For the last 13 years or so, I've been exclusively a Drupal guy. If someone wanted a website, I always built it in Drupal. Even for very simple sites. For the small sites, my thinking was that the client might want to expand their site, or edit the existing content themselves, so give them the option. And, of course, I could customize Drupal to do whatever the client needed, so I just stuck with it.

Over the last couple of years, the decoupled craze has really gotten going. I've mostly ignored it because I've always been too busy to really dig into it. After leaving Acquia, I had a bit more time on my hands, and I took the time to learn some of those decoupled technologies like React and Angular. There is SO MUCH stuff out there, I was quickly feeling overwhelmed and had to somehow limit my scope for learning new things.

Here's what I decided to look at initially: React and Angular. Both are super popular so there's no shortage of tutorials and courses. I started with React until the folks where I'm contracting, used Angular for an app and I was told "it's better for enterprise than React". So anyway, while playing with React, GatsbyJS popped up and it was just so easy to use to generate stuff, I was blown away. Sure, I didn't actually understand everything it did under the hood - at least not yet - but I started picking things up pretty quick. Throw in a few more tutorials and I was really liking it. From a Drupal perspective, it felt like GatsbyJS was like Drupal and React (on which Gatsby runs) was like PHP (or maybe Symphony), on which Drupal runs.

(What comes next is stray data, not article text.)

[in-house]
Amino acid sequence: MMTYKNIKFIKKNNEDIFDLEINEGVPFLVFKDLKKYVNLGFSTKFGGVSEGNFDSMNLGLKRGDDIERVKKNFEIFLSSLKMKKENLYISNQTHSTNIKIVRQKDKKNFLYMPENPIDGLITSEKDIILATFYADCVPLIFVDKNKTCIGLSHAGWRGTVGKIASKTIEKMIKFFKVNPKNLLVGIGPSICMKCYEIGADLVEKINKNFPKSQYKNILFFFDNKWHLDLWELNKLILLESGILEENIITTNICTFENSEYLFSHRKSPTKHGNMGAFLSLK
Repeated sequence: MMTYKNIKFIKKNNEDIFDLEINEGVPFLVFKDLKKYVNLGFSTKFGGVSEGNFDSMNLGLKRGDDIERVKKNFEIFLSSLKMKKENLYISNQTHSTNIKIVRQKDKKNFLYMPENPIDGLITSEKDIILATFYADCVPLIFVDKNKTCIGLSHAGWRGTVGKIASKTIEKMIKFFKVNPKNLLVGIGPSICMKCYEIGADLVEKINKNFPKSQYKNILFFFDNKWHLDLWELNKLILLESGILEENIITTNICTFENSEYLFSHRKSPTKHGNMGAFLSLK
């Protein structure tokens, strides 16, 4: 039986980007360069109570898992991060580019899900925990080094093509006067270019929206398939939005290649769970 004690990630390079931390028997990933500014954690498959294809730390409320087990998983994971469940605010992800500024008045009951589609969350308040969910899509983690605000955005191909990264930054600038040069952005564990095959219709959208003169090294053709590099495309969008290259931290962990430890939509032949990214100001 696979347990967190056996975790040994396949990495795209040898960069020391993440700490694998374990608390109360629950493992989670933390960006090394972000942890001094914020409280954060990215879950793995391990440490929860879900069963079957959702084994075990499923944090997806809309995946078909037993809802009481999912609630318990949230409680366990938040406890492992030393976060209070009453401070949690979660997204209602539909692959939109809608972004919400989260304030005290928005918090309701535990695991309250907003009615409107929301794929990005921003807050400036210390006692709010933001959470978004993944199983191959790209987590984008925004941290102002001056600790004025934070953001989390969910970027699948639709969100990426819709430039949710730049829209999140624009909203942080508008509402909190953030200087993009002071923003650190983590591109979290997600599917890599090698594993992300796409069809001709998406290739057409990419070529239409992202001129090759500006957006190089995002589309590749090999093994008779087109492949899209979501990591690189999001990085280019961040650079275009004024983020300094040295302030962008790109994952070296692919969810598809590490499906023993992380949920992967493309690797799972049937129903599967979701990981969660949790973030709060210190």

So I did a bunch of "Hello World" tutorials for various things, started building blog sites using things like Gatsby with Contentful, WordPress, online Mongo or PostGres databases, and even Drupal. At one point, I had an Angular app, a React app and a VueJS app all pulling the same blog posts from a Drupal site. That was pretty amazing to me, to be honest. I think it was at that point that I really started thinking about using some of these tools in projects for clients. And maybe I should have looked at alternatives like this for some of those really basic sites I've built over the years.

There still lots to think about and learn, but before this becomes a novel, I'm going to leave it here. Hopefully the next blog post will actually have some code in it. I'm not totally loving this current site setup from Stackbit, so I'm thinking of writing a series of posts about how I rebuild this site in Gatsby using what seems like a more standard Gatsby setup e.g. using GraphQL, and having my local development build automatically recompile when I save a SASS file(!).